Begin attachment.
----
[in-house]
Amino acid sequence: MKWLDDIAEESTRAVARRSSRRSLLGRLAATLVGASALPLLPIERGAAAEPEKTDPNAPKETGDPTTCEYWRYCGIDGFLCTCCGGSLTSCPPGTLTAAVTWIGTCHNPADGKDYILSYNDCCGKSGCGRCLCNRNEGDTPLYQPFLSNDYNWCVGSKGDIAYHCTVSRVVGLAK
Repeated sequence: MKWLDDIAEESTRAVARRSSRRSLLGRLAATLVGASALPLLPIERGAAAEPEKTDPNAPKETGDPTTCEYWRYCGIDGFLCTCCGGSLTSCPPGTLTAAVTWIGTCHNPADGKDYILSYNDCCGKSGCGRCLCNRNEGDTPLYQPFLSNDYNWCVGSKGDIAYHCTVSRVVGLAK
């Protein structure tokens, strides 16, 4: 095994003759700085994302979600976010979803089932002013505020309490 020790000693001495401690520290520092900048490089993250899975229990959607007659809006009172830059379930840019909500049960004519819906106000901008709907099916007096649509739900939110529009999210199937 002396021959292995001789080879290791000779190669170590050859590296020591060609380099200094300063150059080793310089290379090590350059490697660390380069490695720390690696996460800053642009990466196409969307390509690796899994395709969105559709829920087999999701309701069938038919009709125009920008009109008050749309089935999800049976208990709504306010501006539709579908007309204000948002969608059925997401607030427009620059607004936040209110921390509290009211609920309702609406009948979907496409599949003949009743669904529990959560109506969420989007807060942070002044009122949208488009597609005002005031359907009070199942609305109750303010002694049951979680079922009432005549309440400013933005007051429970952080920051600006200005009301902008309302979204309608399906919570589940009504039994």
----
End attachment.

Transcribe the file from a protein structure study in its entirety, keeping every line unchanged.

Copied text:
[in-house]
Amino acid sequence: MKWLDDIAEESTRAVARRSSRRSLLGRLAATLVGASALPLLPIERGAAAEPEKTDPNAPKETGDPTTCEYWRYCGIDGFLCTCCGGSLTSCPPGTLTAAVTWIGTCHNPADGKDYILSYNDCCGKSGCGRCLCNRNEGDTPLYQPFLSNDYNWCVGSKGDIAYHCTVSRVVGLAK
Repeated sequence: MKWLDDIAEESTRAVARRSSRRSLLGRLAATLVGASALPLLPIERGAAAEPEKTDPNAPKETGDPTTCEYWRYCGIDGFLCTCCGGSLTSCPPGTLTAAVTWIGTCHNPADGKDYILSYNDCCGKSGCGRCLCNRNEGDTPLYQPFLSNDYNWCVGSKGDIAYHCTVSRVVGLAK
């Protein structure tokens, strides 16, 4: 095994003759700085994302979600976010979803089932002013505020309490 020790000693001495401690520290520092900048490089993250899975229990959607007659809006009172830059379930840019909500049960004519819906106000901008709907099916007096649509739900939110529009999210199937 002396021959292995001789080879290791000779190669170590050859590296020591060609380099200094300063150059080793310089290379090590350059490697660390380069490695720390690696996460800053642009990466196409969307390509690796899994395709969105559709829920087999999701309701069938038919009709125009920008009109008050749309089935999800049976208990709504306010501006539709579908007309204000948002969608059925997401607030427009620059607004936040209110921390509290009211609920309702609406009948979907496409599949003949009743669904529990959560109506969420989007807060942070002044009122949208488009597609005002005031359907009070199942609305109750303010002694049951979680079922009432005549309440400013933005007051429970952080920051600006200005009301902008309302979204309608399906919570589940009504039994």